All my Irish readers will be aware of the recent scandal involving our beloved bank AIB. In short they ‘mistakenly’ overcharged foreign exhange transaction customers by 100%.
Yes you read it right, instead of the agreed 0.5%, they instead charged 1.0%. Accidentally. For a decade. They also had to check that they were charging the correct amount, under the then regulator, the Director of Consumer Affairs. They checked, apparently, and still said everything was hunky dory. It wasn’t.
Thanks only to a whistleblower, we now know that they were overcharging.
And so to the reaction of our Finance Minister, Charlie McCreevy. He loves AIB I think. In a report in the Irish Times, it is noted that the new powers to be given to the IFSRA actually amount to very little. Here is an exerpt of the report.
Outlining the sanctions that a regulatory authority can impose on a financial institution, Mr McCreevy said the authority “may agree with a financial institution that the institution should pay an appropriate penalty, not necessarily requiring the institution to formally acknowledge its guilt”.
Am I reading that correctly? So the regulator sits down for tea with the bank and a bit of a chat. “Pay the fine lads” , “but remember you don’t have to admit you are guilty”. Could that even be defined as regulation? Are we the only country in the world to treat our banks as if they are bastions of virtue? The report continues:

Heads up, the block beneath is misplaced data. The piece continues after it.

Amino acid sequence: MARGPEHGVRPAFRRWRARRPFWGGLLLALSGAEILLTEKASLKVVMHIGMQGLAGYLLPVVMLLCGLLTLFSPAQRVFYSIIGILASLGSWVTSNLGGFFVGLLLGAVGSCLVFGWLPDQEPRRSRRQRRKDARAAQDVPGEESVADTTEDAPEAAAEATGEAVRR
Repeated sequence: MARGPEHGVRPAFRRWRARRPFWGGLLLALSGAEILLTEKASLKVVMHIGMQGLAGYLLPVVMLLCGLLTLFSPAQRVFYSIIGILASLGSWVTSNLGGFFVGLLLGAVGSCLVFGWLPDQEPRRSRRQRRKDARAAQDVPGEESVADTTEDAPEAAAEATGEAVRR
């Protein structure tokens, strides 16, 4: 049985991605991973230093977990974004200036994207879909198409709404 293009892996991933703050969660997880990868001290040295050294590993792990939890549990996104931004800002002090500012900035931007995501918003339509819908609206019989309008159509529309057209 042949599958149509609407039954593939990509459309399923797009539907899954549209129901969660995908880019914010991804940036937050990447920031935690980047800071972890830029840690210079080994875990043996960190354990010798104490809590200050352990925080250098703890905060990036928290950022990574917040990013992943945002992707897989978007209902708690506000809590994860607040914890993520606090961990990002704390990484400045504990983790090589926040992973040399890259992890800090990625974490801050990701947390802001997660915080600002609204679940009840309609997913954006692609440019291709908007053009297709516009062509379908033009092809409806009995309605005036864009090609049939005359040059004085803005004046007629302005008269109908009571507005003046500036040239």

Where an institution admits it has “committed a contravention, the authority can agree an appropriate penalty with that institution without going through a formal inquiry process.” If either side does not wish to avail of these options, “there is provision for a formal inquiry by the authority leading to a formal determination”.
So there is no inquiry either? The banks must be loving this, who have they employed to lobby the government? He must be a bloody genius. It’s not actually regulation at all, it seems to be a series of gentlemanly agreements between the ‘regulator’ and the bank.
I believe in other countries, where a bank has been found to be doing what AIB was doing, the regulator decided not to begin working with the bank to correct the ‘mistake’, but instead shut down all of the banks activities in that area – i.e. foreign exchange – until such time as it was satisfied that the situation had been corrected.
Of course this is Ireland. We do things differently here.